American Heart MonthColon cancer, a term that often brings a sense of unease, is more than just a medical condition—it's a reality that affects countless individuals and families. This type of cancer, while common, holds a silver lining—it's largely preventable. 

At Prima CARE, our top priority is caring for the health of our patients and their families. As part of this commitment, in recognition of National Colorectal Cancer Awareness Month we believe it’s important to provide our patients with information and education about colon cancer. 

Read on to learn more about colon cancer and what you can do to prevent it.

1. What Is Colon Cancer?

Colon cancer, also known as colorectal cancer, refers to cancers that affect the rectum and colon. This kind of cancer is usually caused by the growth of polyps, or small masses of cells, in this area. At first, these polyps are small and noncancerous, but they can develop into colon cancer cells and grow into rectal cancer or affect the sigmoid colon. When these polyps go unnoticed and untreated, they can grow and become cancerous tumors. If the cancer has spread, it becomes more challenging to treat.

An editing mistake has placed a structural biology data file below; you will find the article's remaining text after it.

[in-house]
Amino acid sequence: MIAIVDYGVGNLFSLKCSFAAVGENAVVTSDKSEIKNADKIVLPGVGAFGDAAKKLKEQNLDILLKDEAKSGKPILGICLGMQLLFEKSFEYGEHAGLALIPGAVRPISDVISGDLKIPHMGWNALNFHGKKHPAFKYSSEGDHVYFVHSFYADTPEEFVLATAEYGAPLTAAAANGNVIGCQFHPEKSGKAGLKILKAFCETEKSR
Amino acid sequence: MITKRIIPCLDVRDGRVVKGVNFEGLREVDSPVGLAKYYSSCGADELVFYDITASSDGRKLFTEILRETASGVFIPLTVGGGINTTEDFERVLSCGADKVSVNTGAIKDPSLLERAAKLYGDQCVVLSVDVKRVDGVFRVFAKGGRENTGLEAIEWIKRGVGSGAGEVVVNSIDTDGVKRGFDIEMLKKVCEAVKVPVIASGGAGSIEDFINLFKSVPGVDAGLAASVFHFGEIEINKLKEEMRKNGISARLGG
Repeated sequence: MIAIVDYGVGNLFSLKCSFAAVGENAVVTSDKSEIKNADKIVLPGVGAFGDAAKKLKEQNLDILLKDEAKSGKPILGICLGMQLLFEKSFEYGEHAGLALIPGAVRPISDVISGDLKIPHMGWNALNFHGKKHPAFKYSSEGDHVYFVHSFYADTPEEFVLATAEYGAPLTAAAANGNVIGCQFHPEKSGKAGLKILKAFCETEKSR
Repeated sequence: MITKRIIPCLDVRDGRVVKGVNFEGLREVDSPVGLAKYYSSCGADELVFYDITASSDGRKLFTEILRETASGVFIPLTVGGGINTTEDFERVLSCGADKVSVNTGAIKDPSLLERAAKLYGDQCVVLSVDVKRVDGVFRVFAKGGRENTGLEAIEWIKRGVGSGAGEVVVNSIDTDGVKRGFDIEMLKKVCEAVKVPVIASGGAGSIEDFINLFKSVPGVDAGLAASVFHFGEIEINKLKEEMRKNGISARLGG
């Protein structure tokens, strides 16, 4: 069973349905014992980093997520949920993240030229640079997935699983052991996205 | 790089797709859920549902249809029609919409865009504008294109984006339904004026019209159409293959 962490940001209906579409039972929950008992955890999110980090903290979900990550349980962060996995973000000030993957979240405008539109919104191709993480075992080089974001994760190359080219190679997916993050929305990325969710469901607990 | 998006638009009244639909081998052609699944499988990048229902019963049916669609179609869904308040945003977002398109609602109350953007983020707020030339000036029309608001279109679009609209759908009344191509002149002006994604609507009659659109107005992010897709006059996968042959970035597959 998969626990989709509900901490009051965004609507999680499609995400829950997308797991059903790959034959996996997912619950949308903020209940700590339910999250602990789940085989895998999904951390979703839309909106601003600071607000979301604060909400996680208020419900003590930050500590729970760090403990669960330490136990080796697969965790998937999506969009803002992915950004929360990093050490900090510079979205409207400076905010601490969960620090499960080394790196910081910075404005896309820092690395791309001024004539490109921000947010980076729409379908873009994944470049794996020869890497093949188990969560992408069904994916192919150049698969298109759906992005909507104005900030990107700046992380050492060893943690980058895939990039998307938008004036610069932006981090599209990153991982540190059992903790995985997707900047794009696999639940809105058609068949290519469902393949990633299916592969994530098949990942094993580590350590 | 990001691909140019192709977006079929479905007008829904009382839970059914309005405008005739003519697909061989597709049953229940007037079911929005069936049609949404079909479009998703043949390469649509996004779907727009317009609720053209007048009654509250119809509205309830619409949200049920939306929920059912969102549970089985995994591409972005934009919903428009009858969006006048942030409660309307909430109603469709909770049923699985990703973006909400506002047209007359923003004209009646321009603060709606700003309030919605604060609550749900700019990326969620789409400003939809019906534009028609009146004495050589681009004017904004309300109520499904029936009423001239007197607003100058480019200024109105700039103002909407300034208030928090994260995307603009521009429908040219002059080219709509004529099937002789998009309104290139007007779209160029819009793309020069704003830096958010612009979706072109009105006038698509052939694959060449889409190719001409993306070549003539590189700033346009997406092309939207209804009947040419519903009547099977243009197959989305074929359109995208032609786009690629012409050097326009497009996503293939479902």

According to the CDC:

  • Colon cancer is the third most common cancer for both men and women.
  • Colon cancer is also the third leading cause of cancer-related deaths in the United States.
  • More than 50,000 Americans are said to die from colon cancer each year, or 140 every day.

2. Does Colon Cancer Have Symptoms?

People with colon cancer often do not experience any symptoms until their cancer has progressed to later stages. However, symptoms such as change in bowel habits or bleeding from the rectum can be a sign of developing colorectal cancer. Even then, these symptoms may not be recognizable as colon cancer due to their overlap with common occurrences and other gastrointestinal issues, like ulcers and hemorrhoids. That said, here are some symptoms and signs of colon cancer: